“There’s gotta be a Black Spider-Man out there somewhere.” – Electro
New York City is home to some of the globe’s most iconic figures, including our friendly neighborhood Spider-Man. In Brooklyn, the enthusiasm surrounding the early film screening of “Spider-Man: No Way Home” beside Marvel Studios, Sony Pictures Entertainment, and the La Borinqueña graphic novel arrived (Dec. 14) as no surprise. With a musical introduction from the Bombazo Dance Company, the MC and award-winning graphic novelist Edgardo Miranda-Rodriguez reminded attendees of the significance of storytelling and believing in the ability to create something bigger than yourself.
“The pandemic brought forth tragedy. We have experienced loss… We are at this premiere to celebrate our neighborhood but also to bless those and the memory of those that we will always carry on. The holidays are a time to remember — whether you believe in modern religion or not. Again, the end of the year is a reflecting period,” Miranda-Rodriguez explained.
In tandem with his introspection, the viewpoints of self-awareness and utilizing one’s power to enhance community became pictorial pillars of “Spider-Man: No Way Home.” Stars Tom Holland (Peter Parker/Spider-Man), his girlfriend Zendaya (MJ), their best friend, Jacob Batalon (Ned Leeds), and mentor Benedict Cumberbatch’s (Doctor Strange) evildoer combats center how all people adventure differently. Further, “Spider-Man: No Way Home” is one of the most inclusive productions to come out of the Marvel Cinematic Universe — from its Sorcerer Supreme Benedict Wong (Wong) — to villains such as Jamie Foxx (Max Dillon/Electro). Each blockbuster scene aims to mirror the world we live in and is based upon Marvel comics authored by Stan Lee.
“I grew up with the character [Spider-Man] like most of us. We prayed that with great power came great responsibility. That is really what fueled me to become the activist that most of you know. Yes, I enjoy the characters and these films. Tonight is also a reflection of why I got into publishing superhero comics myself,” announced the La Borinqueña creator.
A recurring message of the evening was to recognize the everyday heroes who have helped the collective survive a fatal spreading virus. The Marvel reunion of 2021’s exemplars has inspired artworks beyond the movie. While its wall-crawling possibility of being bitten by a radioactive spider is slim to none, the notion that observers facing challenging circumstances can overcome rang authentically. Still, none of Holland’s shine came through a Puerto Rican-led event without acknowledging the movie’s reference to Miles Morales.
The Latinx character’s arrangement of courageous events sent the New York preview a nudge that there are several Spider-Man models through the multiverse. Previous Parker film prototypes include Tobey Maguire and Andrew Garfield. Morales made headway this month prior to “Spider-Man: No Way Home” hitting theaters today in Marvel Voices Comunidades #1. Even so, the common thread of having arachnid abilities has enabled web-spinning bravery between universes since Marvel Comics’ Amazing Fantasy, No. 15 (1962).
Now, director Jon Watts obliged loyalists by navigating the high-schooler’s life following him being accused of murder. Additionally, Watts aided in scripting the aftermath of Parker’s identity reveal in the preceding movie. The orphan-turned-superhero becomes an easy target for this winter’s opposition. Spider-Man’s on-screen team is equipped with gadgets galore. Complicating matters — the trio of seniors MJ, Parker, and Leeds attempt to save the world — while reaching for college acceptance letters from MIT.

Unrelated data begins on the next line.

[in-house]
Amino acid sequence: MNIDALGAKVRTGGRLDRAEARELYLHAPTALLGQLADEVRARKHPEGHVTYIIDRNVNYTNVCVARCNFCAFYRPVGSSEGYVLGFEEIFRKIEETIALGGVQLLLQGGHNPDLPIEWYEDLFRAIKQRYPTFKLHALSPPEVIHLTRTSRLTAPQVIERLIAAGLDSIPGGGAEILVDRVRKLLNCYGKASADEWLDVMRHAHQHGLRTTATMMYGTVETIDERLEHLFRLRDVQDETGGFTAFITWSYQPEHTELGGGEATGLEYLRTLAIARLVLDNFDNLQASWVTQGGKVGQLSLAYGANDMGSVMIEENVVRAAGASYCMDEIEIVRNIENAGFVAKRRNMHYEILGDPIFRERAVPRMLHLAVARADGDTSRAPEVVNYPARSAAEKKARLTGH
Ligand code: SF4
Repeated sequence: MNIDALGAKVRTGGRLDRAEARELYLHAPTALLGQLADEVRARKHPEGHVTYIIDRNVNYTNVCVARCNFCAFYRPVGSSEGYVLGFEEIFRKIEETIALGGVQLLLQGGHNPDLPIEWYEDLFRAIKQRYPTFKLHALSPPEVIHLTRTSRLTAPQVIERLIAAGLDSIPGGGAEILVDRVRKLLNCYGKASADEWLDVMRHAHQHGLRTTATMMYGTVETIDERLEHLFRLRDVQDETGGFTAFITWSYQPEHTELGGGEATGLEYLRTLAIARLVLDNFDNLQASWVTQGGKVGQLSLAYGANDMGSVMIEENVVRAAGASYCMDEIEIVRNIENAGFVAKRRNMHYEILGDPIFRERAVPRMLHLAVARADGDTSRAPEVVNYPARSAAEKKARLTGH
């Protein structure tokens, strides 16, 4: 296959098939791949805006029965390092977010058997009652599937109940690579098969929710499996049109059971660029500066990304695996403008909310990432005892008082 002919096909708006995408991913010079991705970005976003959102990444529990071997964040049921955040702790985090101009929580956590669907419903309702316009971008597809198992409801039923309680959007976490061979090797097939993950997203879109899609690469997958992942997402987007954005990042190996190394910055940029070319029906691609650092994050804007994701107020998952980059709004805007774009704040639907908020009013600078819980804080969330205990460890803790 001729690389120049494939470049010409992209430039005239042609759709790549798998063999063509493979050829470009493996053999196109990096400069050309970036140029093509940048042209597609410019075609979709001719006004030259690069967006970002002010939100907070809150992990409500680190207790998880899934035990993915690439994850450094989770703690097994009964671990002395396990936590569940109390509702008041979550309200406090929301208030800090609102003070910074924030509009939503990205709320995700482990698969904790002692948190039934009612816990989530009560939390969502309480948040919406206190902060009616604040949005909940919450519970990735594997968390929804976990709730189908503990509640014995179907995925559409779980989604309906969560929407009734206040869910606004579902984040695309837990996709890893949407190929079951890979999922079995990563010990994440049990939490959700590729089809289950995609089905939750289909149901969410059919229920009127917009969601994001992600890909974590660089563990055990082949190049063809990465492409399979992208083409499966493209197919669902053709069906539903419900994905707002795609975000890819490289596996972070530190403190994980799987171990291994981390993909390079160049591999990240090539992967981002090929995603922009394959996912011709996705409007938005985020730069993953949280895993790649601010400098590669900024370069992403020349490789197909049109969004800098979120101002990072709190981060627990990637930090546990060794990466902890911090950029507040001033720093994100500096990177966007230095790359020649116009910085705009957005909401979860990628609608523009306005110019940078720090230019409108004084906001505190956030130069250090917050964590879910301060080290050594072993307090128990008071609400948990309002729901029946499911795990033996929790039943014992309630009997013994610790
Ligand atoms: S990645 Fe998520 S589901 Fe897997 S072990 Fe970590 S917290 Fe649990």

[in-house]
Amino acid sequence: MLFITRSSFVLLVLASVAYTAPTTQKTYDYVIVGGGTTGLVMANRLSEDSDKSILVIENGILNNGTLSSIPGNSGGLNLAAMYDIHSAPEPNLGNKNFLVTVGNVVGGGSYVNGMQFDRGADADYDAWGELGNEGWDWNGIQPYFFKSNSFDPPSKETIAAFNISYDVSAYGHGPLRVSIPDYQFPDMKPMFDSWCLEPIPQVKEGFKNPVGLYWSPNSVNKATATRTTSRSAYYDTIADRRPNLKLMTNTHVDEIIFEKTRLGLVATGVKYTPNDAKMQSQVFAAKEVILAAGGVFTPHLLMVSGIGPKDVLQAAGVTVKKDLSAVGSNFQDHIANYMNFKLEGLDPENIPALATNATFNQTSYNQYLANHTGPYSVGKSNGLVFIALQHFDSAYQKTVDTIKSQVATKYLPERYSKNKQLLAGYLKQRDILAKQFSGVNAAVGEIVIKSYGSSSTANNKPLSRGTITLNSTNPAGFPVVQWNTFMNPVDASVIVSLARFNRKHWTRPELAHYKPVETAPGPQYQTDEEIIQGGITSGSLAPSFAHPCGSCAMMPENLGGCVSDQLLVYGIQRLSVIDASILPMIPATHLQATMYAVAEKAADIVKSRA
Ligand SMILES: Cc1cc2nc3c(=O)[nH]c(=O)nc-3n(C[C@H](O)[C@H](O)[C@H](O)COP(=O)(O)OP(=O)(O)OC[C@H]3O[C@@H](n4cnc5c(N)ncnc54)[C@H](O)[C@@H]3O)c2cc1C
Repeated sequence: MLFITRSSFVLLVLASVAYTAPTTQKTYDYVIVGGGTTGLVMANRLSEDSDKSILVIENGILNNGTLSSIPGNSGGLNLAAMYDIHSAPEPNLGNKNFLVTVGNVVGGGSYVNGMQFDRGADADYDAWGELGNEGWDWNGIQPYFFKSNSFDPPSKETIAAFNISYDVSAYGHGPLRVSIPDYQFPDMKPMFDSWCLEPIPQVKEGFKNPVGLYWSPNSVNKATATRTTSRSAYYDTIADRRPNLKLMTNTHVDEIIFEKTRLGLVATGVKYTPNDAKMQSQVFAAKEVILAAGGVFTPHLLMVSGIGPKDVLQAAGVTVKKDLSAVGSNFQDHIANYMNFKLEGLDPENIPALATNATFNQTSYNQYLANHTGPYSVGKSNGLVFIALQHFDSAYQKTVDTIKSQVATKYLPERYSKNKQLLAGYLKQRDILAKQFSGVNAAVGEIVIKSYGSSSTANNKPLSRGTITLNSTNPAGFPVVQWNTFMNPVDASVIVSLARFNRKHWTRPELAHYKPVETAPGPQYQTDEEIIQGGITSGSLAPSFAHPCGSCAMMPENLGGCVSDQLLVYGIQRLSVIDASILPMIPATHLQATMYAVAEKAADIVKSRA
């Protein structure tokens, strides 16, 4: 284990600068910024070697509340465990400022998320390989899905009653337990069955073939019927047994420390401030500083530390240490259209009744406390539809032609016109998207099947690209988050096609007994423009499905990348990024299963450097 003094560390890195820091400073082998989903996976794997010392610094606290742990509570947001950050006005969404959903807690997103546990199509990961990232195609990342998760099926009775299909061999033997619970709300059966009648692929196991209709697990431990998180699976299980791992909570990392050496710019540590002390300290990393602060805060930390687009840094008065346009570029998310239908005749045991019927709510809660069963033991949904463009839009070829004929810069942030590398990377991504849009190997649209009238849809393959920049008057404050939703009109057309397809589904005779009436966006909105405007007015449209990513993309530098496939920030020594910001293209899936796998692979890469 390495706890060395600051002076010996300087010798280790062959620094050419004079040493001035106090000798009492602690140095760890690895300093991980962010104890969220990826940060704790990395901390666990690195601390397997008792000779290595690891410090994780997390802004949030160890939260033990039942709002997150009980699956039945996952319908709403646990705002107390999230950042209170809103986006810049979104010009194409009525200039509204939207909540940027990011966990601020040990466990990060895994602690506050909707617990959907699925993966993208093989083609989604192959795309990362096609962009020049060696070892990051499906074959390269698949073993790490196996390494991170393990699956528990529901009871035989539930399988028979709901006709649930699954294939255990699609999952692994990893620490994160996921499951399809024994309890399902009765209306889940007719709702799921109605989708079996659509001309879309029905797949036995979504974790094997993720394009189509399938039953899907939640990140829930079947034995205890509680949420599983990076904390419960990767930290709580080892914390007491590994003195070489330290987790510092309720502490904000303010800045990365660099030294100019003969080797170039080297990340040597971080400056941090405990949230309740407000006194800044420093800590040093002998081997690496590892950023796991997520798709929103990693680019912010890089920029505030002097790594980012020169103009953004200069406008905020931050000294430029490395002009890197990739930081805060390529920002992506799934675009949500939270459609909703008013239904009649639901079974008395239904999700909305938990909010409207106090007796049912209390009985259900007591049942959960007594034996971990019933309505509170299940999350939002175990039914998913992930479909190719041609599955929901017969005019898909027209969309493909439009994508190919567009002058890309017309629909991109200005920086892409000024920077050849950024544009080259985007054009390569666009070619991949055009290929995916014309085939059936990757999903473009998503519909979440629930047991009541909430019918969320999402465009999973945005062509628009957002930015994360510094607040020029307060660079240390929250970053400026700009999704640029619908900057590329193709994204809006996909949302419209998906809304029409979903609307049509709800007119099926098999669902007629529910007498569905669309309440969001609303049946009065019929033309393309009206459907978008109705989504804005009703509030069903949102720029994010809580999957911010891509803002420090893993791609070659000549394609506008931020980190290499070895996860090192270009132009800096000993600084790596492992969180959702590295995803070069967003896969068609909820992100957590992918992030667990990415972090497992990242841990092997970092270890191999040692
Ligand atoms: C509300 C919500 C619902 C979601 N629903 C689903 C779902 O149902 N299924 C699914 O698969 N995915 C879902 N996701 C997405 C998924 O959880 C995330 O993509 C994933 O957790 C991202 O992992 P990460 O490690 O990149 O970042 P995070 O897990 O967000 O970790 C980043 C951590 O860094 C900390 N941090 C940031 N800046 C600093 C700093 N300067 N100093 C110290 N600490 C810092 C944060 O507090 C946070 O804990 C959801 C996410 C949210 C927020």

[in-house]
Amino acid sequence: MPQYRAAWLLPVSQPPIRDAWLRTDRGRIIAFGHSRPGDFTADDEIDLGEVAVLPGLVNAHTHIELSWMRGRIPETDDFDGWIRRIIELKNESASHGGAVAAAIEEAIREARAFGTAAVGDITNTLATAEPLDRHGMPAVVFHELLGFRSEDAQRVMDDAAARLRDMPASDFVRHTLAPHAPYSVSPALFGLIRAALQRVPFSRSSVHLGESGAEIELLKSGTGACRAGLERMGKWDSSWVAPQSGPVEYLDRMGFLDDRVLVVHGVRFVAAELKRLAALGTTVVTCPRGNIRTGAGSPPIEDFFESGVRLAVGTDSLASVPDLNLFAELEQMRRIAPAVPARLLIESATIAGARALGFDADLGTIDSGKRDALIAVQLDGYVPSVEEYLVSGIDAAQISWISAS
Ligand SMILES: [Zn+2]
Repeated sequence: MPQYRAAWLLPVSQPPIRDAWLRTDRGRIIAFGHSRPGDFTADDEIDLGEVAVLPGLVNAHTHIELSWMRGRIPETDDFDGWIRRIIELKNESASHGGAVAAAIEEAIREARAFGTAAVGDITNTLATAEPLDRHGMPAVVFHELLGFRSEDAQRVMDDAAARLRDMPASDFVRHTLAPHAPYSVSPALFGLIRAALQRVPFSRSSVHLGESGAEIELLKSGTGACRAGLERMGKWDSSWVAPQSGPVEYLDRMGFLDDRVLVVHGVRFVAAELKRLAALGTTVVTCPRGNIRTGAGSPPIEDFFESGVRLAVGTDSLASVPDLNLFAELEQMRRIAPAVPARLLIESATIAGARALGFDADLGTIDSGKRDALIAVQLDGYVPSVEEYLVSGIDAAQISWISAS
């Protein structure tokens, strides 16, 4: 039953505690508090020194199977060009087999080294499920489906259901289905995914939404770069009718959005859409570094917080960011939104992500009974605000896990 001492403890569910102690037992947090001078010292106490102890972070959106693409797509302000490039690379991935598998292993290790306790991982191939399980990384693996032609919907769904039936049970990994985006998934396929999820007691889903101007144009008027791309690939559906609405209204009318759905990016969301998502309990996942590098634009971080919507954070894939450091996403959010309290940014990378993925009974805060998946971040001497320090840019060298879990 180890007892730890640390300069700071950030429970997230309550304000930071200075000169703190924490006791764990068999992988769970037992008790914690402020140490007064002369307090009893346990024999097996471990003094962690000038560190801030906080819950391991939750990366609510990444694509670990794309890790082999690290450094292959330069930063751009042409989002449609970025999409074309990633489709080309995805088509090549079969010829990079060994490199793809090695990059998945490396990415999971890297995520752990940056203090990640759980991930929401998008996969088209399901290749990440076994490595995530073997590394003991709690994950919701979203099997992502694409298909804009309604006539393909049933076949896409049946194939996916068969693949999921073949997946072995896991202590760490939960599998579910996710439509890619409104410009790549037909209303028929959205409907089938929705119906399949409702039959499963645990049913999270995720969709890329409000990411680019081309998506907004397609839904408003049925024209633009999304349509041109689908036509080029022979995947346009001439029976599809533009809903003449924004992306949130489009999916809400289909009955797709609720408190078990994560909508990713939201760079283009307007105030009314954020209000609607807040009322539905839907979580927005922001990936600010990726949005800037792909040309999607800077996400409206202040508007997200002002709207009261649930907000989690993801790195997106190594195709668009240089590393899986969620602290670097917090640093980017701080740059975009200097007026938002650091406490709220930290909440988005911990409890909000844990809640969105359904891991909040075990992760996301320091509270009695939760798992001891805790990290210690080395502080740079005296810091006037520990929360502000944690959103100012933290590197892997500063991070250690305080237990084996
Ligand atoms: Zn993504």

All film spectators are requested to reevaluate what they deem unbelievable. “Spider-Man: No Way Home” analyzes the history of those who fear mediocrity and the cost of being extraordinary. Parkers’ support system cued up from the last movie’s impossibilities beside Jon Favreau (Happy Hogan) and Marisa Tomei (May Parker). Together, their chosen family witnesses devastating loss near emerging foes such as Willem Dafoe (Norman Osborn/Green Goblin) and Alfred Molina (Dr. Otto Octavius/Doc Ock). Still, do not get too alarmed — the film features a few unlikely redemptions. But The Knockturnal has no intention of completely spoiling today’s movie release.
Among the associated Marvel illustrations of “Spider-Man: No Way Home” was a keepsake La Borinqueña-sponsored Spider-Man design by animator Emilio Lopez. The comic book heroine tied her shared sentiment of resistance to this morning’s accompanying 5th Anniversary issue, La Borinqueña, No.3. Ahead of the film’s surprise announcements, a bomba beat opened the floor for both hometown superheroes to shine and dance alongside their fans.
“We started La Borinqueña 5 years ago. We first premiered her here in Brooklyn, and then we took a plane to Puerto Rico. Our comic book is independently published. We are not on the big screen yet. We put out our energy — not into the possibility of a movie — we put our energy into a movement.
The comic books and merchandise we sell support our philanthropic work in Borikén. We have donated one-hundred-fifty-five thousand dollars to nonprofit [organizations] across the island. We believe in philanthropy because it is a part of our activism… because we are here on the U.S. mainland, while second-class citizens live in Puerto Rico. If you are going to create superheroes that fight for social justice, you need to apply that in the real world,” concluded Edgardo Miranda-Rodriguez to his “Spider-Man: No Way Home” early screening audience.
Check out your local listings to catch the latest Spider-Man movie and support La Borinqueña’s charitable causes here.